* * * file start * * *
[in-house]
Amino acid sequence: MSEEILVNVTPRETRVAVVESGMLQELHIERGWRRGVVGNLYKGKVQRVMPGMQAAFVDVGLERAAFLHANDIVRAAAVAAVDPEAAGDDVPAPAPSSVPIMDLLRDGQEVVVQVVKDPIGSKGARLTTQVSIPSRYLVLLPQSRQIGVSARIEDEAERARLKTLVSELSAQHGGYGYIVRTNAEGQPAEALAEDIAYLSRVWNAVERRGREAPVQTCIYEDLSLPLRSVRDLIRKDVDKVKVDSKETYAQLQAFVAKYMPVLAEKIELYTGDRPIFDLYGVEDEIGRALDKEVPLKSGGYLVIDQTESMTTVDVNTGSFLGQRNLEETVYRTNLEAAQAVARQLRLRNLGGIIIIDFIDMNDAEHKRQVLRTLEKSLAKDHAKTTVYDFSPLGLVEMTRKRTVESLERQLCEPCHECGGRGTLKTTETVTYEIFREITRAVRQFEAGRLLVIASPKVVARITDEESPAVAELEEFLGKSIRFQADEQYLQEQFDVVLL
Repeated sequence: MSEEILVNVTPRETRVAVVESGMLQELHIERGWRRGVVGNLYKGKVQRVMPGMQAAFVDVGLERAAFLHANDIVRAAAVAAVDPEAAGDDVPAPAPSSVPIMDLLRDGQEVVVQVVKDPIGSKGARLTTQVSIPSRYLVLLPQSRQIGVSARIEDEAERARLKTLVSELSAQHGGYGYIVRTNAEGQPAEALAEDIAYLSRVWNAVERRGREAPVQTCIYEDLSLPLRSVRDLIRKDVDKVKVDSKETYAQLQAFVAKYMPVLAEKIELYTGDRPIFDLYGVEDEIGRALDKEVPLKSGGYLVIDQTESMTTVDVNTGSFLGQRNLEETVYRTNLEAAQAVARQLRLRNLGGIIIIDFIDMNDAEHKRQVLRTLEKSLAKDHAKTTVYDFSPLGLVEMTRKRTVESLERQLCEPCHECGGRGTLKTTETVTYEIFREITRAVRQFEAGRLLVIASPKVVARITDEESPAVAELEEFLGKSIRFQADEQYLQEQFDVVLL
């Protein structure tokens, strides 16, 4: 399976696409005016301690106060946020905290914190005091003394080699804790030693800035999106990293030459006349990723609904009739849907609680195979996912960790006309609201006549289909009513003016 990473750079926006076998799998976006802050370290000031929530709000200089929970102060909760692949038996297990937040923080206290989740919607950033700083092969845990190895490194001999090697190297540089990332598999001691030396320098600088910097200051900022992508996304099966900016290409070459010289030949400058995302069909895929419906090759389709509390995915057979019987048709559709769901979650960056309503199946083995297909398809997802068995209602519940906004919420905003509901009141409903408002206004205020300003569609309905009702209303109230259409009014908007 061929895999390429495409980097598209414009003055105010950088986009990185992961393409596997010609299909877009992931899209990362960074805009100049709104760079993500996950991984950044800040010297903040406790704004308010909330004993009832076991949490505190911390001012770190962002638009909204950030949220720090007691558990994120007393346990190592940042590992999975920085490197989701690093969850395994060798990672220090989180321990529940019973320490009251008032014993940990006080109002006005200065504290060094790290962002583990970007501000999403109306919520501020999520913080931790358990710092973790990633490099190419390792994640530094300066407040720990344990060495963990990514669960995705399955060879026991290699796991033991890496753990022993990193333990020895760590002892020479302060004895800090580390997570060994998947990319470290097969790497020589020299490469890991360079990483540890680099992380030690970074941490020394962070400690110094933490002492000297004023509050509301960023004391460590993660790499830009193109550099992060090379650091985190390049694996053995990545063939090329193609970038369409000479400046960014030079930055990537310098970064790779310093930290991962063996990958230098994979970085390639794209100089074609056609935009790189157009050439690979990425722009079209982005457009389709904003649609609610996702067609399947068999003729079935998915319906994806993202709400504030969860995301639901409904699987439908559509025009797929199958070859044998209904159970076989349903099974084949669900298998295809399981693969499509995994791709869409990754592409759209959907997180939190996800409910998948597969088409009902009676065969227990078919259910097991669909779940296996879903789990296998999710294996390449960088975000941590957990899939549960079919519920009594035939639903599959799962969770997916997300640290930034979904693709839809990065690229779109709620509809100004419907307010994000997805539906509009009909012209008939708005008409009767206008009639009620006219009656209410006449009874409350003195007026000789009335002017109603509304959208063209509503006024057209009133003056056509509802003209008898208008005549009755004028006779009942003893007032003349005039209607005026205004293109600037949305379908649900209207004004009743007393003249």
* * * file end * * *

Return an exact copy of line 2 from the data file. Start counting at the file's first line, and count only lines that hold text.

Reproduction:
Amino acid sequence: MSEEILVNVTPRETRVAVVESGMLQELHIERGWRRGVVGNLYKGKVQRVMPGMQAAFVDVGLERAAFLHANDIVRAAAVAAVDPEAAGDDVPAPAPSSVPIMDLLRDGQEVVVQVVKDPIGSKGARLTTQVSIPSRYLVLLPQSRQIGVSARIEDEAERARLKTLVSELSAQHGGYGYIVRTNAEGQPAEALAEDIAYLSRVWNAVERRGREAPVQTCIYEDLSLPLRSVRDLIRKDVDKVKVDSKETYAQLQAFVAKYMPVLAEKIELYTGDRPIFDLYGVEDEIGRALDKEVPLKSGGYLVIDQTESMTTVDVNTGSFLGQRNLEETVYRTNLEAAQAVARQLRLRNLGGIIIIDFIDMNDAEHKRQVLRTLEKSLAKDHAKTTVYDFSPLGLVEMTRKRTVESLERQLCEPCHECGGRGTLKTTETVTYEIFREITRAVRQFEAGRLLVIASPKVVARITDEESPAVAELEEFLGKSIRFQADEQYLQEQFDVVLL